Significant advances in digital technologies impact both organisations and knowledge workers alike. Organisations are now able to effectively analyse significant amounts of data, while accomplishing actionable insight and data-driven decision-making through knowledge workers that understand and manage greater complexity. For decision-makers to be in a position where sufficient information and data-driven insights enable them to make informed decisions, they need to better understand fundamental constructs that lead to the understanding of deep knowledge and wisdom. In an attempt to guide organisations in such a process of understanding, this research study focuses on the design of an organisational transformation framework for data-driven decision-making (OTxDD) based on the collaboration of human and machine for knowledge work. The OTxDD framework was designed through a design science research approach and consists of 4 major enablers (data analytics, data management, data platform, data-driven organisation ethos) and 12 sub-enablers. The OTxDD framework was evaluated in a real-world scenario, where after, based on the evaluation feedback, the OTxDD framework was improved and an organisational measurement tool developed. By considering such an OTxDD framework and measurement tool, organisations will be able to create a clear transformation path to data-driven decision-making, while applying the insight from both knowledge workers and intelligent machines.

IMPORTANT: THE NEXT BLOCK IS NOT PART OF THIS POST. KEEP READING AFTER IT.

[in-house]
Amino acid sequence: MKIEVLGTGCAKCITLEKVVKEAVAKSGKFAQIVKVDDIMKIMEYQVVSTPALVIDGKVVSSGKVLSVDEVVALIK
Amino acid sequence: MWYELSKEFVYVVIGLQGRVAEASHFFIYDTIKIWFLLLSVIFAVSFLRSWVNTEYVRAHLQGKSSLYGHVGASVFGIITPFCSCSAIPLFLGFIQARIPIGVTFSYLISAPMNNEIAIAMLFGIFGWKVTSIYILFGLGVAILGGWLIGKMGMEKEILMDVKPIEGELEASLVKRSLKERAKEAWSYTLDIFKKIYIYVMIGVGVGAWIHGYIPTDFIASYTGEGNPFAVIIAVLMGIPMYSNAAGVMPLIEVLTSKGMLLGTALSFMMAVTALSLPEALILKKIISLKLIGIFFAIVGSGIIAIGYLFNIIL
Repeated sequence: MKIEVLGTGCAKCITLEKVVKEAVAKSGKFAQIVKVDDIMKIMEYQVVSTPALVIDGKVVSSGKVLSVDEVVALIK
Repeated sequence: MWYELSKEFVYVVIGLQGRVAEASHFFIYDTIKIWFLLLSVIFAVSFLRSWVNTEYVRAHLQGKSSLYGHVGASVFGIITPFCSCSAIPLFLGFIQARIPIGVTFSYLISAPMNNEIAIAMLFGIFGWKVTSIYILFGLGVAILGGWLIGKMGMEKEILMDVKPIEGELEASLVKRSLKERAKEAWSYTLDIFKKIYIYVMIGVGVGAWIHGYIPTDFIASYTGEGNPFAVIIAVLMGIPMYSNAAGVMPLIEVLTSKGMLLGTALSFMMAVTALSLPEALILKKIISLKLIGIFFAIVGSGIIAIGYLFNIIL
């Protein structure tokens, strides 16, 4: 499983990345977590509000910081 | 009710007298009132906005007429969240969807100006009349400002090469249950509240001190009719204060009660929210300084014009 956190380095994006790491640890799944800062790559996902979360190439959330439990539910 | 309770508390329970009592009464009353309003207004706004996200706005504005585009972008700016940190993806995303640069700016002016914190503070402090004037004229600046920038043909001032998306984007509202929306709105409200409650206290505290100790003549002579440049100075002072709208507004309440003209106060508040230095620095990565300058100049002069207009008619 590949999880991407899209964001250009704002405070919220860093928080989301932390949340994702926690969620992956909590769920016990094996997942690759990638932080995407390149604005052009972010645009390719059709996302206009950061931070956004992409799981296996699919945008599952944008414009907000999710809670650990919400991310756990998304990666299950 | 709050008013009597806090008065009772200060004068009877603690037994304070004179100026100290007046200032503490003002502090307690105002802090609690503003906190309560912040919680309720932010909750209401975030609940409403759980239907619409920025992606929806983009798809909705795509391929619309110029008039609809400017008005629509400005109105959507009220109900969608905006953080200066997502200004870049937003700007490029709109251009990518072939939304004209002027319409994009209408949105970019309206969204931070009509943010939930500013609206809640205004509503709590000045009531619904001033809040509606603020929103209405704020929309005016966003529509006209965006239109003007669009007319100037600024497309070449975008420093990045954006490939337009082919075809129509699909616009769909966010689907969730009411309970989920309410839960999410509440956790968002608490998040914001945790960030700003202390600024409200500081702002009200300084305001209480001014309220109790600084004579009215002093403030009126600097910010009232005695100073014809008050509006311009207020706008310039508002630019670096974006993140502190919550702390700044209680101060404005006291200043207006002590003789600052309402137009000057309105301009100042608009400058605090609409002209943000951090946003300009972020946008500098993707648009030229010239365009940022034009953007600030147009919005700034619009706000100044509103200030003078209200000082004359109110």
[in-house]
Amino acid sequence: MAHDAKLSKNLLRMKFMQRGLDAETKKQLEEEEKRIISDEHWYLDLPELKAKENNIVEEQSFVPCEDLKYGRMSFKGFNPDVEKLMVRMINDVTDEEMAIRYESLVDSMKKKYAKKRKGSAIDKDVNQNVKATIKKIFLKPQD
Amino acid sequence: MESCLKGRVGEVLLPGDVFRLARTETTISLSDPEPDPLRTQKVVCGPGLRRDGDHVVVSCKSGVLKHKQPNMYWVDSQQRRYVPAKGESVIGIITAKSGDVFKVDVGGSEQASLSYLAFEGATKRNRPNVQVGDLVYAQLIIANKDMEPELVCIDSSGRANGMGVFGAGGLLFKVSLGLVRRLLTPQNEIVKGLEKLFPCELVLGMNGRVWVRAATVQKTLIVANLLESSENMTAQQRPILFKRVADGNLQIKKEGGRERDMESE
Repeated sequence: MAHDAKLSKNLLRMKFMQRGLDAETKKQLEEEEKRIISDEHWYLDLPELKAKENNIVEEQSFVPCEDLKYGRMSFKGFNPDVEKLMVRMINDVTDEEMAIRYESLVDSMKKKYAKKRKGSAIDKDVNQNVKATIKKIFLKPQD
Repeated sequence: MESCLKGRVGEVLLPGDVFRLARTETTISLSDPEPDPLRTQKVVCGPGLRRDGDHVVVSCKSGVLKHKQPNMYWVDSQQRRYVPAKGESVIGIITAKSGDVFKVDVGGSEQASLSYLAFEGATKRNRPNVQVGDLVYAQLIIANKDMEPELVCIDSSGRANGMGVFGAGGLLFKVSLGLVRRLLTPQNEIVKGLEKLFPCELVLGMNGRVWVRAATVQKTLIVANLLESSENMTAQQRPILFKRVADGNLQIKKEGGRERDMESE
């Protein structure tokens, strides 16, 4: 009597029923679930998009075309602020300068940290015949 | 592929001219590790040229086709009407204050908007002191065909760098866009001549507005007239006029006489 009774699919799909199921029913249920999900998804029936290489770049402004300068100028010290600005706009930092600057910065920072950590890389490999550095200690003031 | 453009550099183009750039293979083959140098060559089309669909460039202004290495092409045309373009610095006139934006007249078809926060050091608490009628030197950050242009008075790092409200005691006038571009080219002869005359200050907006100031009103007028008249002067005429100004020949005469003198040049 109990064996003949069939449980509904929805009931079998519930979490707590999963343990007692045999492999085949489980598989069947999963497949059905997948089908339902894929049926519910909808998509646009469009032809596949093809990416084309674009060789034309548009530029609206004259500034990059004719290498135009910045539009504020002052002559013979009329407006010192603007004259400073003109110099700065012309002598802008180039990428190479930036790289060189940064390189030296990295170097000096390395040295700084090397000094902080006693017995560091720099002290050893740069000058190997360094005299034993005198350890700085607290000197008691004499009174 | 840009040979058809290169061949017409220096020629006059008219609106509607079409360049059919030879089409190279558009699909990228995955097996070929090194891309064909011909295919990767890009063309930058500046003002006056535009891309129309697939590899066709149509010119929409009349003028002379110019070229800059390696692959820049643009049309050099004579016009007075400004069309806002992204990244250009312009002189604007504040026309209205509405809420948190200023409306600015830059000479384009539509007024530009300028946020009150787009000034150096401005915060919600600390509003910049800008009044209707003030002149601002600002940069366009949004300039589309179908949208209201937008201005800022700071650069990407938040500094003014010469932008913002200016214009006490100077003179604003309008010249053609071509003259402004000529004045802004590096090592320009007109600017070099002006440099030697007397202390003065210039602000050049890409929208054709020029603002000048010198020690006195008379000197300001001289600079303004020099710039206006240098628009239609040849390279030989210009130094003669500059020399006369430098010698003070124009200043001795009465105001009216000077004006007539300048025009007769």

Abstract

Since the emergence of the Internet in the twentieth century and the rapid growth of different types of information technologies (IT), our lives, either personal or professional, have become digitised. Adoption and diffusion of IT enhance individuals and organisational performance, yet scholars discovered a dual nature of IT in which IT usage may have negative aspects too. First, the inability to cope with IT in a healthy manner creates stress in users, termed technostress. Second, digitisation and adoption of new technologies (e.g. IoT and multi-cloud environments) have increased vulnerabilities to information security (InfoSec) threats. Although organisations utilise counteraction strategies (e.g., security systems, security policies), end-users remain the top source of security incidents. Existing behavioural research has approached technostress and InfoSec independently. However, it is not clear how technology-stressors influence employees’ security-related behaviours. This chapter reviews the interaction effect of these concepts in detail by proposing a conceptual model that explains that technostress is the main reason for employees’ non-compliance with security policies in which users with high-level perceptions of technostress are more likely to violate InfoSec policies. Counteraction strategies to mitigate technostress and security threats are also discussed.